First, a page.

A few words about SLAPP are appropriate before moving on to the litigation details that led CIPA to such repairs. Since the 1990’s, policymakers have viewed it as a threat to the public good.

Anti-ISLP laws in the books of 33 states and case law – judges’ decisions – two more. Efforts are underway to enact a federal anti-ISLP law, but advocates have tried four times before, most recently in 2015.

Although anti-ISLP law is politically biased, the problem persists. This is because SLAPP outfits come not only to local groups and other activists, but also to businesses and public officials.

Employers have been accused of punishing or firing employees, of challenging technology companies’ ownership of other companies, and of prosecuting better business offices with “F” ratings. Government officials have been accused of enforcing regulations. All anti-SLAPP regulations are protected.

“The case brings together strangers,” says Ivan Mascani, policy director for the Public Participation Project. “It crosses party lines.” California has some of the strongest anti-espionage laws in the country, but so do red states like Texas and Oklahoma.

“Anyone can get SLAPPed for any reason,” says Mascagni. Bullies may try to use their legal system to silence anyone who speaks negatively about them. Plaintiffs’ attorneys seem to be the main obstacle to the federal constitution. “They don’t want to promote anything that might help the defendant.”

The CPA case began in 2015, with the Center for Biological Diversity and other local groups opposing the city’s excavation licensing policies. “We comply with California’s environmental standards by suing the city for new excavations,” said Maya Golden Krasner, the center’s attorney general.

Although CEQA wanted those issues to be taken into account, the city was lazy, especially considering the environmental, health and safety effects of drilling applications. That is important because oil and gas emissions are associated with many health problems, including asthma and cancer, among nearby residents.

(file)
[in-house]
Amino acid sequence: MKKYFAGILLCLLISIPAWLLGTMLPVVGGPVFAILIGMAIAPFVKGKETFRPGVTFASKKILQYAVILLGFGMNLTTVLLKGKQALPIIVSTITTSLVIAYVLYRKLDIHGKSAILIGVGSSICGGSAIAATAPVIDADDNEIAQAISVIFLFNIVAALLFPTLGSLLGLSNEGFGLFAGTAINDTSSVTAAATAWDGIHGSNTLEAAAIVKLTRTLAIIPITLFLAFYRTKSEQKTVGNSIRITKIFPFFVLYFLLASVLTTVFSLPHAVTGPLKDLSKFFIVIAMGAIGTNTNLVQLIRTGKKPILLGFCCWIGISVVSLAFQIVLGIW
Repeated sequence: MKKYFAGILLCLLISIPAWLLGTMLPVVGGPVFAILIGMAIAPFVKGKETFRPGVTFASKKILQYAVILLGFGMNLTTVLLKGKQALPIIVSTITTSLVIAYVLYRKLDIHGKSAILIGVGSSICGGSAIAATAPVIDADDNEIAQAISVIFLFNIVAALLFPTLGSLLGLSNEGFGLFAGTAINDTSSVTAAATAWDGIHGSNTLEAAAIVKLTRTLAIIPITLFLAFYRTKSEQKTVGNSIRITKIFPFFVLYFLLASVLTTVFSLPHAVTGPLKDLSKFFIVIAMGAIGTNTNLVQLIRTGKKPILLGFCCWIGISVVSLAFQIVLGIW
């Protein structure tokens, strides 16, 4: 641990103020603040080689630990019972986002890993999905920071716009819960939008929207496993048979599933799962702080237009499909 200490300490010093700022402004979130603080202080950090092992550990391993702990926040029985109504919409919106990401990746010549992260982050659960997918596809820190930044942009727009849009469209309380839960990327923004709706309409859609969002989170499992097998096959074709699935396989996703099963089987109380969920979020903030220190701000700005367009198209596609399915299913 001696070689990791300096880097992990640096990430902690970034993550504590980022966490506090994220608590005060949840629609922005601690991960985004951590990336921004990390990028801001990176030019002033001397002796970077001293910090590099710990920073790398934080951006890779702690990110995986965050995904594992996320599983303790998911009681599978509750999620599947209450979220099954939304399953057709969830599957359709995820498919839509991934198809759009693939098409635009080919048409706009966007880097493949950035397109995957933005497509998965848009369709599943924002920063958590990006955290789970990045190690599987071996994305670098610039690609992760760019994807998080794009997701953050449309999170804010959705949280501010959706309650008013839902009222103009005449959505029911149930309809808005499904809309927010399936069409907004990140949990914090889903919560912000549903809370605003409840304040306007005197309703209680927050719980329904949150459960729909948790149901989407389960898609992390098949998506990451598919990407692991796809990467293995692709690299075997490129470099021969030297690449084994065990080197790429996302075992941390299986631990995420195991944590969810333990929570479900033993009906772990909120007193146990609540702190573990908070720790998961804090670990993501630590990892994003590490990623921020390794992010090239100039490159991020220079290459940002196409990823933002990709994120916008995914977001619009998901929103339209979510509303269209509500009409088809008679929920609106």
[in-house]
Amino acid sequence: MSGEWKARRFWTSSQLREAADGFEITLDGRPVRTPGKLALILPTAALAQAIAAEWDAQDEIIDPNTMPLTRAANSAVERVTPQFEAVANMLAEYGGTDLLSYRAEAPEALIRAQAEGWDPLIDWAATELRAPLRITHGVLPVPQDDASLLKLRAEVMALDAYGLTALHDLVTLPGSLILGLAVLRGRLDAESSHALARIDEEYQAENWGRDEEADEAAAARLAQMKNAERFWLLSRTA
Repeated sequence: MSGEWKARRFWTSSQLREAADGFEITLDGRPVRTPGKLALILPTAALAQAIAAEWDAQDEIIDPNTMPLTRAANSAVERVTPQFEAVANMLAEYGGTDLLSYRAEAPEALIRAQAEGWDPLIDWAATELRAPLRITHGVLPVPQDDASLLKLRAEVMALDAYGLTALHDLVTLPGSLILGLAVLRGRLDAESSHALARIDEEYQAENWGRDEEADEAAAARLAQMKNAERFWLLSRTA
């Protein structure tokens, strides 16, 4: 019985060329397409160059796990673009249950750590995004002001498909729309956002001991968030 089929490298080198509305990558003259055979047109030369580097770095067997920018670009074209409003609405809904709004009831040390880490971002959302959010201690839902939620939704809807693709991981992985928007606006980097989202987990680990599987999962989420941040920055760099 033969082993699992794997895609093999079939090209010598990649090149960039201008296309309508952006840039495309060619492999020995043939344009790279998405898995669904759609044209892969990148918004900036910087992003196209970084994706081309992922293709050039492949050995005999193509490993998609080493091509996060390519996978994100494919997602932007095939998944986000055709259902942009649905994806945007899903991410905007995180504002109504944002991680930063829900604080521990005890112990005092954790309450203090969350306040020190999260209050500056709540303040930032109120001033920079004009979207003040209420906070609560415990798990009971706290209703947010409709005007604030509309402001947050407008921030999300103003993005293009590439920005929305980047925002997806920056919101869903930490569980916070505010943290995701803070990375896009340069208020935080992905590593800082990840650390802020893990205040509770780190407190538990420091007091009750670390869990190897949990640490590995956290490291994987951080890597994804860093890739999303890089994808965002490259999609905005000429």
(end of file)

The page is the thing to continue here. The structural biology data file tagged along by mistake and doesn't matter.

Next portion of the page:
A.D. In 2016, the city approved the lawsuit and issued an internal memorandum to zonal division officials requesting an environmental review and public hearing for all new drilling applications, including changes to existing permits.

CIAPA accused the companies and the city of reaching a “secret” agreement by closing the oil company out of settlement negotiations. The group asked for a settlement.

SIPAPA stayed with the city despite the fact that they were acting as agents of the city, but kept environmental groups involved. The groups argued that they did not have the authority to force the city to do anything.

During the trial, the CIP described the process as a matter of life or death for its members and pointed the finger at local experts.

A.D. In a 2016 court hearing, CIPA’s attorney said, “For those who regularly attack my clients in these cases, this is tantamount to Holy War.”

The case continues until the State Court of Appeals dismisses the CIPA’s claim and directs the court to review CIPA’s attorney’s fees. CIPA appealed to the state Supreme Court, which refused to take up the case.

CIApa Zeirman mocked me that the judge’s $ 2.3 million review was offline more than any anti-SLAPP review in California history.

Judge McCain, however, was clear on why the city and local groups deserved it. “This case involves complex land use and constitutional laws, has been strongly debated for five years and includes appeals and high court proceedings,” he wrote.

In fact, the judge warned: “Anyone who tries to compensate the opposition in the SLAPP uniform can get his bill back like a boomerang.”